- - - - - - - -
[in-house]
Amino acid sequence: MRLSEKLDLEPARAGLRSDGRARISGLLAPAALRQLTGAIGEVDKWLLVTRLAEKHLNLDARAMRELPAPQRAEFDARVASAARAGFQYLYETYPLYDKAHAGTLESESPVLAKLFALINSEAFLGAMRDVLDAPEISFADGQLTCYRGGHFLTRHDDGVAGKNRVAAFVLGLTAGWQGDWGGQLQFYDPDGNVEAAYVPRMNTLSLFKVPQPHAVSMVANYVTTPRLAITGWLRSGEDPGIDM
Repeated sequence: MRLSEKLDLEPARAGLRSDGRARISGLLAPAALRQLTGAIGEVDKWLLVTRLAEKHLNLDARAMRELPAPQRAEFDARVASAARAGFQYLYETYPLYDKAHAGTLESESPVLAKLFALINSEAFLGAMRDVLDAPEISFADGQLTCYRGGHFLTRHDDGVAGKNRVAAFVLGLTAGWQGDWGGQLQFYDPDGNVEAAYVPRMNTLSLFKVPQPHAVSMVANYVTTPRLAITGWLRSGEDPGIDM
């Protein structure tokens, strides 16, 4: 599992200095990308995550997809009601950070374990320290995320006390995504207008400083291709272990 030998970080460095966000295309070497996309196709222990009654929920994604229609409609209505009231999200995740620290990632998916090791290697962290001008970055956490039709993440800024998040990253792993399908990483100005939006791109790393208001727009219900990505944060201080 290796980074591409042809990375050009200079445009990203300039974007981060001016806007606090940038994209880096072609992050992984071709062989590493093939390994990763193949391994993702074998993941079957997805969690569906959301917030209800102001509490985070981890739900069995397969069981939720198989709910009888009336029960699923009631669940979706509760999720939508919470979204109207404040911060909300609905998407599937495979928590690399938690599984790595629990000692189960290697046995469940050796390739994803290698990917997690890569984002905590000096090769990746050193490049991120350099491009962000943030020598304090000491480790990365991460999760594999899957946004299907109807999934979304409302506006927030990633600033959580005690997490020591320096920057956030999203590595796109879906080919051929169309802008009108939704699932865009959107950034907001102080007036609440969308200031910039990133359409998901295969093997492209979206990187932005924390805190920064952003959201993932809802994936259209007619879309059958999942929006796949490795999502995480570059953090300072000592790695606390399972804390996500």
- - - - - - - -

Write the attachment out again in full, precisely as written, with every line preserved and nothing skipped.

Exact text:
[in-house]
Amino acid sequence: MRLSEKLDLEPARAGLRSDGRARISGLLAPAALRQLTGAIGEVDKWLLVTRLAEKHLNLDARAMRELPAPQRAEFDARVASAARAGFQYLYETYPLYDKAHAGTLESESPVLAKLFALINSEAFLGAMRDVLDAPEISFADGQLTCYRGGHFLTRHDDGVAGKNRVAAFVLGLTAGWQGDWGGQLQFYDPDGNVEAAYVPRMNTLSLFKVPQPHAVSMVANYVTTPRLAITGWLRSGEDPGIDM
Repeated sequence: MRLSEKLDLEPARAGLRSDGRARISGLLAPAALRQLTGAIGEVDKWLLVTRLAEKHLNLDARAMRELPAPQRAEFDARVASAARAGFQYLYETYPLYDKAHAGTLESESPVLAKLFALINSEAFLGAMRDVLDAPEISFADGQLTCYRGGHFLTRHDDGVAGKNRVAAFVLGLTAGWQGDWGGQLQFYDPDGNVEAAYVPRMNTLSLFKVPQPHAVSMVANYVTTPRLAITGWLRSGEDPGIDM
């Protein structure tokens, strides 16, 4: 599992200095990308995550997809009601950070374990320290995320006390995504207008400083291709272990 030998970080460095966000295309070497996309196709222990009654929920994604229609409609209505009231999200995740620290990632998916090791290697962290001008970055956490039709993440800024998040990253792993399908990483100005939006791109790393208001727009219900990505944060201080 290796980074591409042809990375050009200079445009990203300039974007981060001016806007606090940038994209880096072609992050992984071709062989590493093939390994990763193949391994993702074998993941079957997805969690569906959301917030209800102001509490985070981890739900069995397969069981939720198989709910009888009336029960699923009631669940979706509760999720939508919470979204109207404040911060909300609905998407599937495979928590690399938690599984790595629990000692189960290697046995469940050796390739994803290698990917997690890569984002905590000096090769990746050193490049991120350099491009962000943030020598304090000491480790990365991460999760594999899957946004299907109807999934979304409302506006927030990633600033959580005690997490020591320096920057956030999203590595796109879906080919051929169309802008009108939704699932865009959107950034907001102080007036609440969308200031910039990133359409998901295969093997492209979206990187932005924390805190920064952003959201993932809802994936259209007619879309059958999942929006796949490795999502995480570059953090300072000592790695606390399972804390996500």